In Support of Accountability

Whenever things don’t go their way, the modus operandi of school deformers like Janet Barresi is to fall back on the same tired rhetoric portraying school administrators and teachers as union hacks, liberals, “protectors of the status quo,” and anti-accountability.

Therefore, after Tuesday’s humiliating third place finish in the Republican primary for State Superintendent, it was not at all surprising that Janet regurgitated her standard blather to explain her loss to the press.

Here is an excerpt from a recent Associated Press story:

OKLAHOMA CITY (AP) — A former dentist who has served as Oklahoma’s superintendent of schools for the past 3½ years said Wednesday that unionized teachers and the long-entrenched school administrators were to blame for her embarrassingly poor re-election bid and complained that no school district in the state has pushed children to reach their academic potential.

“From day one the education establishment and the (teachers) union told me they were going to get me out of office. Obviously, they were successful,” Janet Barresi said following Tuesday’s GOP primary in which she finished third in 71 of Oklahoma’s 77 counties. “They don’t like people knowing how they are performing. They don’t like accountability.”

Did you notice how easily Dr. Barresi deflected blame to others for her loss without uttering one word about her own accountability? Oh no, instead Janet would like to believe that this result was wholly connected to a statewide administrator and union-led conspiracy to oust her from office “from day one.” Why? According to Barresi, it is because we don’t care if our kids are successful and we simply want to avoid accountability.

For Janet, this tactic might be expedient, yet is is also quite delusional. For the thousands of dedicated and hardworking educators across our state, her comments are insulting and disingenuous.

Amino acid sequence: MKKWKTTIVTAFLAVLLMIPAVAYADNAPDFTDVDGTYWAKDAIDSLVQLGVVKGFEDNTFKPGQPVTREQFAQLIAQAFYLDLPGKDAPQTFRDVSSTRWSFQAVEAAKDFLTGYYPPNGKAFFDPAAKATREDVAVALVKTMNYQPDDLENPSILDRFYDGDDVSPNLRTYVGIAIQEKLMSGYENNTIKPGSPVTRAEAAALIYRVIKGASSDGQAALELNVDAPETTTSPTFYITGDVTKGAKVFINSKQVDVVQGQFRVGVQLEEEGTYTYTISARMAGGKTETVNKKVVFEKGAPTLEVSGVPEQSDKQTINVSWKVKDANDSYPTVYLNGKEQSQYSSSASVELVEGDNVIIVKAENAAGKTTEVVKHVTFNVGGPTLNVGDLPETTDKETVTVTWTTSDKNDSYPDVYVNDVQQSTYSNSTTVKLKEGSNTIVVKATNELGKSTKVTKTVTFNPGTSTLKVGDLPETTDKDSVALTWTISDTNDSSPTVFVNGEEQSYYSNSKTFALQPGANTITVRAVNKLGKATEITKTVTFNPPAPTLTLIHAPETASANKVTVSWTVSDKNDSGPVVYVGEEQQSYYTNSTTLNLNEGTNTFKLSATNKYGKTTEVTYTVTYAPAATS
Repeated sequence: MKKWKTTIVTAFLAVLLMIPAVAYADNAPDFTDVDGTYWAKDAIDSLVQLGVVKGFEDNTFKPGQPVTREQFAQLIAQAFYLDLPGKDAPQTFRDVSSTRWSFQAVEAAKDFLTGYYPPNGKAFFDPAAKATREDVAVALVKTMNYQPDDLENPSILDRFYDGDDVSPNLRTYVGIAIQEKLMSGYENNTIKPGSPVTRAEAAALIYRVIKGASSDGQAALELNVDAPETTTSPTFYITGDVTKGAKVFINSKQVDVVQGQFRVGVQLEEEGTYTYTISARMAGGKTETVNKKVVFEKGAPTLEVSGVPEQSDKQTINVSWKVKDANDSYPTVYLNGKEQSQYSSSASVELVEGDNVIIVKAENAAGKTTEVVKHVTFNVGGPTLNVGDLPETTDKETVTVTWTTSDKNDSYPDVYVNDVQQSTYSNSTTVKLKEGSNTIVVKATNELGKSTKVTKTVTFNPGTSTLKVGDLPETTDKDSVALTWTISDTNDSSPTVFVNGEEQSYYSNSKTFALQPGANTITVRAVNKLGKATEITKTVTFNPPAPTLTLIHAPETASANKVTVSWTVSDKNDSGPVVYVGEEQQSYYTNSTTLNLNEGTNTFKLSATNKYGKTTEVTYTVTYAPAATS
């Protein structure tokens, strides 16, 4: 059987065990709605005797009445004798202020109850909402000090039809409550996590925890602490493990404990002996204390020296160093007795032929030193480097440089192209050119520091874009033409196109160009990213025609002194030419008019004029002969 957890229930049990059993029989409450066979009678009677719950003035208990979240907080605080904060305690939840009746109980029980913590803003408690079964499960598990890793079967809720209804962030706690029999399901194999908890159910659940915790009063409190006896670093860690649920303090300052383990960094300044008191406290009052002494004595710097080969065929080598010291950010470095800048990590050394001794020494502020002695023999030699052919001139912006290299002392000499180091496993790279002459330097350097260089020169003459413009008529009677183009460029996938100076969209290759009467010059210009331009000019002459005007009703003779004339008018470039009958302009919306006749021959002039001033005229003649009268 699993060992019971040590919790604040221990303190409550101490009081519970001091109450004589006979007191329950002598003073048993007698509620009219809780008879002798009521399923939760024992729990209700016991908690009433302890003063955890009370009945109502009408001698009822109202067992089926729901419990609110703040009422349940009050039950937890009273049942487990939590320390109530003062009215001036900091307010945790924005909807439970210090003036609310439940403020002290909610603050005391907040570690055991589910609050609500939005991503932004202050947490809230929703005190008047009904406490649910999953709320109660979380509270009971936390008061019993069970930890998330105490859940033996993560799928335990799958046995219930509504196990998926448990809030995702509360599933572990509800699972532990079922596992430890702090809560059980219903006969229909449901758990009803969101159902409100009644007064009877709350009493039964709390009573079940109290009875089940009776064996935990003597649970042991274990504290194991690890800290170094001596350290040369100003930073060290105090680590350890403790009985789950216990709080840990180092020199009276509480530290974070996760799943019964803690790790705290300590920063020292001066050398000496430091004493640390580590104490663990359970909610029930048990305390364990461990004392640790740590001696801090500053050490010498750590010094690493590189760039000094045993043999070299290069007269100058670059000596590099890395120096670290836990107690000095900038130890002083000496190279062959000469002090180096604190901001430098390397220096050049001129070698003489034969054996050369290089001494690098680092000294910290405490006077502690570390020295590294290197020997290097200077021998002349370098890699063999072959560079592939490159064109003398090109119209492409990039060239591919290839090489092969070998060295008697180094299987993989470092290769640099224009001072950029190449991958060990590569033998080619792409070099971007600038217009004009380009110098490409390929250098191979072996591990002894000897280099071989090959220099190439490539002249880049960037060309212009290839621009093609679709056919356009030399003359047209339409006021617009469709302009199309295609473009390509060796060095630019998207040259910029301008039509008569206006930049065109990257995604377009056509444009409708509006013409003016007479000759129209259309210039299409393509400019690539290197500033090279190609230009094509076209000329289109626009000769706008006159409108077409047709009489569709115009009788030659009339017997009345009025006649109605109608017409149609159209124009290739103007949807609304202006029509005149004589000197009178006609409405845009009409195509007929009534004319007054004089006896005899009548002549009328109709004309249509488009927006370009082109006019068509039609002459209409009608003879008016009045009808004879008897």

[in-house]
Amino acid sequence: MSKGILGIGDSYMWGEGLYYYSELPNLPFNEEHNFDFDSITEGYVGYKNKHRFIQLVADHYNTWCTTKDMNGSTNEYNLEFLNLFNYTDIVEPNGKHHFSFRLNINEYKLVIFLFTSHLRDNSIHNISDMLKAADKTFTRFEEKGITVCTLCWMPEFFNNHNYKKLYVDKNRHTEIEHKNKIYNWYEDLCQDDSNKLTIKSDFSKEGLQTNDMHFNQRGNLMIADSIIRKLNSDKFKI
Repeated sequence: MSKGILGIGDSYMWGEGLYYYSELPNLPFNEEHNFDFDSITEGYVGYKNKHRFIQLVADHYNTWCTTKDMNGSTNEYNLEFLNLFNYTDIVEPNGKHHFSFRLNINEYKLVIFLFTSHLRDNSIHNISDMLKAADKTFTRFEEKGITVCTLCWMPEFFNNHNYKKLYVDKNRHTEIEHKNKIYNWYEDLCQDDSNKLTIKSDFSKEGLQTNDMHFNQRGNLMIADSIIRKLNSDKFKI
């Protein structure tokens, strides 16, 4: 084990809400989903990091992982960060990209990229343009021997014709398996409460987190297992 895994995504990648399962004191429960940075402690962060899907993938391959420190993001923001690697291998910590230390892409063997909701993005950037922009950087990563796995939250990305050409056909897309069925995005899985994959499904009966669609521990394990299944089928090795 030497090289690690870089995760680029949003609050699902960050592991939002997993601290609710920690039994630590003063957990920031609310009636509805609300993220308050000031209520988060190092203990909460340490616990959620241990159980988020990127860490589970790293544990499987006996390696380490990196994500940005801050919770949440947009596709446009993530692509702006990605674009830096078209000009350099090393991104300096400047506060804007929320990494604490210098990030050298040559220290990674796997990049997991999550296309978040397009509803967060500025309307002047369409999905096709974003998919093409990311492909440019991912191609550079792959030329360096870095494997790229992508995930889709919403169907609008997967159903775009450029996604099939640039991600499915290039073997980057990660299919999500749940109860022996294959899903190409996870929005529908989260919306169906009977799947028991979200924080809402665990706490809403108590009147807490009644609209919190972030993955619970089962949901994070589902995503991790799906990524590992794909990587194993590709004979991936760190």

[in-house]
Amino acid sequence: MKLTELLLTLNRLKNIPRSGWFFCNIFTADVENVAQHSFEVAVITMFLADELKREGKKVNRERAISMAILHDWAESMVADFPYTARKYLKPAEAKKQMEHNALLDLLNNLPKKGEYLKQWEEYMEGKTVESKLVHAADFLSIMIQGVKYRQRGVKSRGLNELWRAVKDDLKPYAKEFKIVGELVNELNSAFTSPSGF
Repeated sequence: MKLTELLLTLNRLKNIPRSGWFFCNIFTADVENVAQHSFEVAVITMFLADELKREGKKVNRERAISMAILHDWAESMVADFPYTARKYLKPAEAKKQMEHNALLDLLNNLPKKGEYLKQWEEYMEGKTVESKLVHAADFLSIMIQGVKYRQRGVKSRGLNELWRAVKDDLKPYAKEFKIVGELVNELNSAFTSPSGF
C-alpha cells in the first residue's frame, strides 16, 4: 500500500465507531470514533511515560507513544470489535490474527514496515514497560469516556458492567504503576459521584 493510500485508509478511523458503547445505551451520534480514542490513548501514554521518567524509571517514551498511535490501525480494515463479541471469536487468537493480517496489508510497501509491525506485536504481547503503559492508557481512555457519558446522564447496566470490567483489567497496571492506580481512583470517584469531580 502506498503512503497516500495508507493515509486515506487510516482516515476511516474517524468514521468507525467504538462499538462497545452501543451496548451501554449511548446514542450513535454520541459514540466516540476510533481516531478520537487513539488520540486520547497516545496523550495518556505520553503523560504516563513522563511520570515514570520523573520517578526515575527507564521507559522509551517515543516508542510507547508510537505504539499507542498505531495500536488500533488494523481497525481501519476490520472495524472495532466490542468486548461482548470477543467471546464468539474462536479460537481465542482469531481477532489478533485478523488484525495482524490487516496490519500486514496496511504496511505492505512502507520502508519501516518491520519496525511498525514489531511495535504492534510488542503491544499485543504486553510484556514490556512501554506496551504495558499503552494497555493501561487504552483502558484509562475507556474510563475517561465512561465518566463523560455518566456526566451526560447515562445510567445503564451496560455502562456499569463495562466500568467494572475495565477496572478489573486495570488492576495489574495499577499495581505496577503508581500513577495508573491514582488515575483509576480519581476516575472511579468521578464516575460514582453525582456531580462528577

I did a rather extensive post (“The Smokescreen of Accountability“) of the topic of accountability last September. In particular, I discussed to whom I was and WAS NOT accountable.

As a middle school principal, I am accountable every day:

  • To my school board and district leaders to manage resources to ensure students and staff are safe and have what they need to effectively promote teaching and learning.
  • To our patrons and parents to provide their children with an educational environment that supports each child in reaching his or her potential. This involves hiring and maintaining the most qualified educators as well as providing high quality curriculum and instruction, a safe learning environment, and a well-rounded experience addressing the academic, social, physical, and emotional needs of young adolescents.
  • To my teachers and staff to ensure they are provided with high-quality professional development, effective coaching and defined autonomy in a caring, professional, and collaborative culture marked by high levels of trust and mutual respect.
  • To students to ensure school rules and policies are consistently enforced to support a positive learning environment. This also means providing them with rigorous and relevant learning experiences that will prepare them for high school, college and life – including opportunities to pursue learning in subjects they choose: arts, music, languages, technology, drama, and athletics. Most of all, my teachers and I are committed to ensuring every child is loved, valued, and respected.